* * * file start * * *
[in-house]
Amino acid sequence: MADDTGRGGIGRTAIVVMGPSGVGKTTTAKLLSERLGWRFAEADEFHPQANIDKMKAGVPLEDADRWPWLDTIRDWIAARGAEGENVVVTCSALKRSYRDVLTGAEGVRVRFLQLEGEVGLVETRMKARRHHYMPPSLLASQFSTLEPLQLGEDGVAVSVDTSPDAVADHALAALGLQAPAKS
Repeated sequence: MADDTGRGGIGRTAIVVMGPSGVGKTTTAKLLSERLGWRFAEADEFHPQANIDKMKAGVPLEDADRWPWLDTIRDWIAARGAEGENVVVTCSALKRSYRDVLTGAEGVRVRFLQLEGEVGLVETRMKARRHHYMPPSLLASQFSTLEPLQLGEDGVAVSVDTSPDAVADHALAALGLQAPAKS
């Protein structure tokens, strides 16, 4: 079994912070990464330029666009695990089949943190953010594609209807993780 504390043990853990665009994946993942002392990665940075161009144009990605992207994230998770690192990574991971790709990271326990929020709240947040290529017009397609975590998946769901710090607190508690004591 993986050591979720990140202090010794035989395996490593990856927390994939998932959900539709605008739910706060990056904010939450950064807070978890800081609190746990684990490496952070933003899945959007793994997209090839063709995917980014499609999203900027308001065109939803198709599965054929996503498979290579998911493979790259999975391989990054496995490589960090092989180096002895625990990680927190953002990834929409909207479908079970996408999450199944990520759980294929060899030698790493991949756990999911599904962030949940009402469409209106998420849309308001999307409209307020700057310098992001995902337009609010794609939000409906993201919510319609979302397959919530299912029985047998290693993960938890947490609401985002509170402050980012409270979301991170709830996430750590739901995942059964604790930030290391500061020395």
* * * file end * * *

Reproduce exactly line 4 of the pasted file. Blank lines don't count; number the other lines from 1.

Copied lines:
């Protein structure tokens, strides 16, 4: 079994912070990464330029666009695990089949943190953010594609209807993780 504390043990853990665009994946993942002392990665940075161009144009990605992207994230998770690192990574991971790709990271326990929020709240947040290529017009397609975590998946769901710090607190508690004591 993986050591979720990140202090010794035989395996490593990856927390994939998932959900539709605008739910706060990056904010939450950064807070978890800081609190746990684990490496952070933003899945959007793994997209090839063709995917980014499609999203900027308001065109939803198709599965054929996503498979290579998911493979790259999975391989990054496995490589960090092989180096002895625990990680927190953002990834929409909207479908079970996408999450199944990520759980294929060899030698790493991949756990999911599904962030949940009402469409209106998420849309308001999307409209307020700057310098992001995902337009609010794609939000409906993201919510319609979302397959919530299912029985047998290693993960938890947490609401985002509170402050980012409270979301991170709830996430750590739901995942059964604790930030290391500061020395």